"Immediately," said a man Obi-Wan had not seen before. He was dressed in a white and gray tunic and a dark brown robe. His skin was as brown as his clothing, his head shaved. "There is a transport waiting that is willing to take you as passengers within the hour. I wish we could have given you more time with the healers, but there will not be another transport to the same destination for almost a month."

The woman helped Obi-Wan to his feet. "Here is a bag of your things," she said, handing him a small sack. "Be careful. Some of them are weapons. Everything else you need will be waiting for you at your destination."

Qui-Gon also got to his feet and was handed a bag. As the two of them were rushed out of what Obi-Wan presumed to be the infirmary, the dark skinned man put a hand on Qui-Gon's arm. "Heal quickly, my friend," he said. "You are needed." Qui-Gon looked confused, but accepted the well wishes.

On the transport, Obi-Wan found that the captain had space enough only to the two of them a single room. Though he said nothing, Obi-Wan was relieved. Qui-Gon was the only companion he'd have on this confusing journey; the only person who knew what he was experiencing. The company would be welcome.

After the transport had left the planet - Obi-Wan couldn't remember it's name - he and Qui-Gon settled themselves in their quarters. There were two narrow bunks in the room and a tiny bathroom, the only storage space being the area underneath their bunks. The first thing the two men did was sort through the bags that, apparently, contained their belongings.

The clothing was very plain, consisting of beige tunics and pants for Obi-Wan and darker beige tunics and brown pants for Qui- Gon. Both men had been handed cloaks upon leaving the infirmary, Qui-Gon's being slightly darker than Obi-Wan's.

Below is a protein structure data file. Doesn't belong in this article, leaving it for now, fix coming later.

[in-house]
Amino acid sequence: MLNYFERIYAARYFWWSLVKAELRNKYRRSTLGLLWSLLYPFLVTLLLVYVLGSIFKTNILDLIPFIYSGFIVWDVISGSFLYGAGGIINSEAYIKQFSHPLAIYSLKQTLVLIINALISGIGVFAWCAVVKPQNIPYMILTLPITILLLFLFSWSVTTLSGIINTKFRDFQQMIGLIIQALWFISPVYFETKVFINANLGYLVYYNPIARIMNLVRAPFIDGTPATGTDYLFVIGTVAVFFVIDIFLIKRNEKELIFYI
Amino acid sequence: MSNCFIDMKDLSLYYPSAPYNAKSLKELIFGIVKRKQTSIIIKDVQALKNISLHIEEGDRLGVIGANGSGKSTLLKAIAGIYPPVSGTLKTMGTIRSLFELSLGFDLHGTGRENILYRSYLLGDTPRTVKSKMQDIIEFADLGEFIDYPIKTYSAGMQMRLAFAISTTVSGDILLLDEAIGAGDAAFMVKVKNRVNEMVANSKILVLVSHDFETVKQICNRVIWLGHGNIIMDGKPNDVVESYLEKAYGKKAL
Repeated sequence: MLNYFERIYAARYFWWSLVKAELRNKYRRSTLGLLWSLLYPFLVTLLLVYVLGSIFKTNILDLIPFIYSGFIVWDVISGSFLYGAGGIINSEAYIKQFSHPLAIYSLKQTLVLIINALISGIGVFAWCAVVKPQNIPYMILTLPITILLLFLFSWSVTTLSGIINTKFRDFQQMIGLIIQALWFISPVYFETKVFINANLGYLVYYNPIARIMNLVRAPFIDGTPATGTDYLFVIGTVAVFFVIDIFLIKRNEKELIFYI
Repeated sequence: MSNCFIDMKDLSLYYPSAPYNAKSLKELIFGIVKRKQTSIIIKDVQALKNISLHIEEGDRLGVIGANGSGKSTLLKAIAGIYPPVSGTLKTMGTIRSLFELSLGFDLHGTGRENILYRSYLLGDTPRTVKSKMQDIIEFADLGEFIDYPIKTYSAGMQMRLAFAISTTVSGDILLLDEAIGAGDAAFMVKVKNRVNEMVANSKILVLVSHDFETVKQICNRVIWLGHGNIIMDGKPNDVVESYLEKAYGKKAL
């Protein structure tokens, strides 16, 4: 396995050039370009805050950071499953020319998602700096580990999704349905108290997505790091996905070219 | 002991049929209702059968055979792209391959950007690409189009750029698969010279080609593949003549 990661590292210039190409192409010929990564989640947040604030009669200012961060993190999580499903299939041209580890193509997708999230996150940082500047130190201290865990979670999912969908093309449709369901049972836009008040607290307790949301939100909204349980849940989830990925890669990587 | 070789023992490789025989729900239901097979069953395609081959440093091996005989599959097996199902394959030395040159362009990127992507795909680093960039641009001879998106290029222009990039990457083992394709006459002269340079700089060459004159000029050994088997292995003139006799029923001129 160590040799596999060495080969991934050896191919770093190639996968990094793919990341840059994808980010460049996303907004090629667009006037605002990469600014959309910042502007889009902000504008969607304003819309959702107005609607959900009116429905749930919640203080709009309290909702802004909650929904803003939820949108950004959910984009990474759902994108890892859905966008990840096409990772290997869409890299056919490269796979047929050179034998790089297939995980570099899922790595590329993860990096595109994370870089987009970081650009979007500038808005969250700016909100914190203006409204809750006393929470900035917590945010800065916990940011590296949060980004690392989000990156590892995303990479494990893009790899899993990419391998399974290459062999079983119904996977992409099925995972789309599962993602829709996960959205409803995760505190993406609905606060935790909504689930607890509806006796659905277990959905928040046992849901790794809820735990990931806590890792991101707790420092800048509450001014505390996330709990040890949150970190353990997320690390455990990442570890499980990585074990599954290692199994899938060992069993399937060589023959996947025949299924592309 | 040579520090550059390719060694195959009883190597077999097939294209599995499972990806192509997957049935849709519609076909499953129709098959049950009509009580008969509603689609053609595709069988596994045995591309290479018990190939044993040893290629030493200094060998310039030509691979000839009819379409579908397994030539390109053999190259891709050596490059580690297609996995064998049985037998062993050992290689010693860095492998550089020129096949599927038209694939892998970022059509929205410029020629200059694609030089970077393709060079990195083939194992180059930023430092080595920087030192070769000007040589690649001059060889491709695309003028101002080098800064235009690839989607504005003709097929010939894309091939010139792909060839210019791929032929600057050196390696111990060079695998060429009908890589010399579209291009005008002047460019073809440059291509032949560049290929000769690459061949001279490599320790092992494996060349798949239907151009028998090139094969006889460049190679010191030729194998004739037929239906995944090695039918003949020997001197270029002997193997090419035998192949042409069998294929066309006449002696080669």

There was little else in the bags. Both of them found data pads filled with information they would need on the planet they were being sent to, but nothing of their past, or present. The last item was obviously a weapon. Or at least, the hilt of a weapon. Qui- Gon had one also, although the style was slightly different. Holding his, Obi-Wan felt it settle into his palm, his fingers closing about it in muscle memory. The younger man set it aside reluctantly, wanting to stir the memory but unwilling to risk activating a weapon he remembered little about. Qui-Gon did the same.

The silence that followed was uncomfortable in its emptiness.

"This is ridiculous," Obi-Wan burst out finally. "We don't remember are we supposed to make conversation?"

"Perhaps...perhaps we ought to see what we can deduce of our past from our current situation?" Qui-Gon suggested. Obi-Wan nodded, a little relieved. "We definitely know each other well, but I think it is safe to say we are not related," Qui-Gon began. "We were injured together and seem to have a bond of some kind, but neither our names or appearances are the same."

"We are not rich, judging from our clothes, but are well provided for, considering out health and weapons," Obi-Wan continued.

"We do important work," Qui-Gon said, reminding Obi-Wan of the dark skinned man's comment, "and we travel frequently." He indicated the few possessions they carried.